Is the Peoples Democratic Party, PDP, on a renewal course, thirteen years on? Or is the movement of Africa’s largest party directionless? As the nation celebrates another Democracy Day, STANLEY NKWOCHA takes a look at the party’s trajectory in the past one year.
May 29, has come to be celebrated across the country as Democracy Day. No thanks to the 2003 declaration of former President Olusegun Obasanjo at his second term swearing-in ceremony at the Eagle Square in Abuja. Like other public holidays, May 29 has come to be marked as another high point in the nation’s drive to entrench democracy.
For the Peoples Democratic Party (PDP), there has been no dull moment from May last year to this year. Needless to say, the ruling party has had to grapple with the challenges of governance as well as high-wire internal - political feuds that have perhaps left the party pushing out its fangs.
As at May 29, 2011, current minister of defence, Dr. Bello Haliru Mohammed, held forth as the party’s acting national chairman after the exit of his predecessor, Chief Okwesilieze Nwodo. No sooner had President Goodluck Jonathan constituted his cabinet, that Mohammed found his next office at the Ship House, to go become the minister of defence. His exit saw to the elevation of the party’s then national secretary, Alh. Kawu Baraje as the new acting national chairman of the PDP.
As he settled to steer the course of the PDP’s ship, the party’s first test in the period under review was its participation in the gubernatorial elections in Bayelsa, Kogi, Sokoto, Cross River and Adamawa States where the Supreme had thrown in the spanner in the party’s profile, ordering for a reschedule of elections in the State.
Sokoto and Cross River States may have passed as ‘easily won’ states, but for Bayelsa, Kogi and Adamawa States, intra- party squabble drained energy out of the party’s leadership, making it go hard as the party watched as in-house power play nearly cost it the states.
In Kogi, the decision of the party to change its former governorship candidates (from Echocho to Idris Wada) did not go down with a few political gladiators in the state as the party’s umbrella in the State got wrecked from the middle. But for its superior political suavity, the Abubakar Audu-led Action Congress of Nigeria, ACN, would have devoured the party having aligned with the All Nigeria Peoples Party, ANPP.
In Adamawa State, flushed-out Murtala Nyako, had to go back to his erstwhile foe - Speaker of the House of Assembly to beg for forgiveness as it took the Presidency two nights to the election to broker the truce which eventually led to Nyako’s return. The meager margin he used in defeating the ACN’s candidate at the poll clearly underlined the near loss he faced.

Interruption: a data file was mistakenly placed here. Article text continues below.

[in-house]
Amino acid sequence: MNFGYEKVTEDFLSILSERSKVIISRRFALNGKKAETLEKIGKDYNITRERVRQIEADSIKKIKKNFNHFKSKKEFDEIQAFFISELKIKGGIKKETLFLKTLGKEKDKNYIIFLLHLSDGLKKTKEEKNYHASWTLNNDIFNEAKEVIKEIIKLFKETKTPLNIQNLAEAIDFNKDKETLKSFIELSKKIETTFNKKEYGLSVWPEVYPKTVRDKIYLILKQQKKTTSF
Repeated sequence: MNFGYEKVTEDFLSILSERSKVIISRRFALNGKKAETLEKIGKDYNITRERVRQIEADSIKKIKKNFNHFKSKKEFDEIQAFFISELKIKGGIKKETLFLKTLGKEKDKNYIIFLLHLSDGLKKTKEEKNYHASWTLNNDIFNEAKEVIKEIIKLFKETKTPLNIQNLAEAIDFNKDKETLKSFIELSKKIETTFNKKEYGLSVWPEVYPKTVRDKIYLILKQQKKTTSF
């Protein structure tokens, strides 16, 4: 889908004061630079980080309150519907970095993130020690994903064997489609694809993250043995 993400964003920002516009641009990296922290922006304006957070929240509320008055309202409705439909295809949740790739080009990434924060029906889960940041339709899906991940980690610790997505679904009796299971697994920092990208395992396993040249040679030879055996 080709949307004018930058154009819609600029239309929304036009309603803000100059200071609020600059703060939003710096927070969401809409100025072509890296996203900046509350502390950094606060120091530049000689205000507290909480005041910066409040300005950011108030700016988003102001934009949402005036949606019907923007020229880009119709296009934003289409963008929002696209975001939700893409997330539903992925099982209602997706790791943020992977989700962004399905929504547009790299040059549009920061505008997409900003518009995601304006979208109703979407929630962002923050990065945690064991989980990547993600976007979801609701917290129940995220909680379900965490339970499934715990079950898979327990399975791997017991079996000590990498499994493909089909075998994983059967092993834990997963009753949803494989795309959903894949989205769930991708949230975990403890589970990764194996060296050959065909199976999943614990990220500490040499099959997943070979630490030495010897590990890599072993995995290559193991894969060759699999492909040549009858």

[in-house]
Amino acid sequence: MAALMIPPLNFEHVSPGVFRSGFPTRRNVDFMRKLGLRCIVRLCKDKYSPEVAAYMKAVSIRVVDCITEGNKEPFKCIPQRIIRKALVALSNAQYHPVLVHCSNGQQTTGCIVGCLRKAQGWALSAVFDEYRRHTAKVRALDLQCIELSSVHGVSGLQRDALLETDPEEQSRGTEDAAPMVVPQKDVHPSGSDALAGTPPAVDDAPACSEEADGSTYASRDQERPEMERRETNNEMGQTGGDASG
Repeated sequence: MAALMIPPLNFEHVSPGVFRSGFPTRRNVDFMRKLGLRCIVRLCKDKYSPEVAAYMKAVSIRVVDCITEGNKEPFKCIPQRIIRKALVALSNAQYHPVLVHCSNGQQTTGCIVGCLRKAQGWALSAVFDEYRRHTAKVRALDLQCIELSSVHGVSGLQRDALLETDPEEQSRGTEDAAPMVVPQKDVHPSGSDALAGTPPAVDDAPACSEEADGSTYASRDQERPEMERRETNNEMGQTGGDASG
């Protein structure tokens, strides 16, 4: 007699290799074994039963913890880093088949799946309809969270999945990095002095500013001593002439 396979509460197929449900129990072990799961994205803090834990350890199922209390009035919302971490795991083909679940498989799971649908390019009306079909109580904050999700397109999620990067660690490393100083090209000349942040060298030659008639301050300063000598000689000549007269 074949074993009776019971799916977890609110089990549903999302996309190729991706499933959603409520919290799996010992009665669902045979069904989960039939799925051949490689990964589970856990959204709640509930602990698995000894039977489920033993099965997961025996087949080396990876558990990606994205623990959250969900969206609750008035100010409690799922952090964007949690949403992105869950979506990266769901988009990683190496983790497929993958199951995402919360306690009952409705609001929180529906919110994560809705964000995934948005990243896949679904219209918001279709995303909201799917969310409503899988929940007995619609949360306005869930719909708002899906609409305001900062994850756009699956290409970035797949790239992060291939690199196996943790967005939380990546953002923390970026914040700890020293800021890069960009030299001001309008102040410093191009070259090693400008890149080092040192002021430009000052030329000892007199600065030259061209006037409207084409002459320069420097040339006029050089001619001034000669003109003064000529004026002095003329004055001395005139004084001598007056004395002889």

The most dramatic of the states was Bayelsa, where what appeared to be the real flex of muscles appeared in the run up to the elections as former Governor Timipre Sylva was shut out of the screening process by the party’s leadership.
Not even the court orders which got flung, to and fro, could sway the decisions of the party. At the end, it was Sylva who lost out as the Presidency’s favored Seriake Dickson, a former House of Reps member beat him to it.
Till date, the ripples from that exercise are still to die down even as Dickson has fully taken charge as governor of Bayelsa State.
No sooner had the governorship elections gone by that the party opened its next chapter – the battle for next NWC. With March 24 as its handing over date, the PDP saw itself in the most complex of intra party power play after the House of Reps revolt last year to elect its leaders.
With most of the then National Working Committee members bent on returning, swapping of offices to positions allotted to their zones became the order of the day – a situation which not only bruised former colleagues in the NWC but also other aspirants bent on taking over from them. For the chairmanship, it was a tale of wild rivalry as over 15 aspirants lined up for the post, engaging in the fiercest of campaigns and rattling the polity like never before.
But just when the braouhaha was highest around Alh. Bamanga Tukur as the much favored candidate, governors of the states that comprise the north-east geopolitical zone dumped the much favoured Tukur for the job of national chairman of the party, just 13 days to the March 24 date for the party’s national convention.
The aspiration of Bamanga Tukur to lead the party ran into troubled waters when Adamawa State Governor Murtala Nyako stormed the Presidential Villa in Abuja and pointedly told President Goodluck Jonathan that his state was not ready to produce any chairman for now, much more supporting the aspiration of Bamanga Tukur, who until now was said to be the ‘quiet choice’ of the Presidency.
Immediately after leaving the villa, a meeting of top north east PDP chieftains was said to have been convened by Governor Nyako and the decision was reached to support the aspiration of the present acting national secretary of the PDP, Dr. Musa Babayo, an action which came to fruit few days after in Bauchi as the North East ‘elected’ Babayo Musa as its choice at its zonal convention in Bauchi.
It was, however, a wild Goodluck Jonathan who came smoking red hot few days to the convention to emphatically stand on his feet that Bamanga Tukur got elected as the party’s national chairman a day to the convention.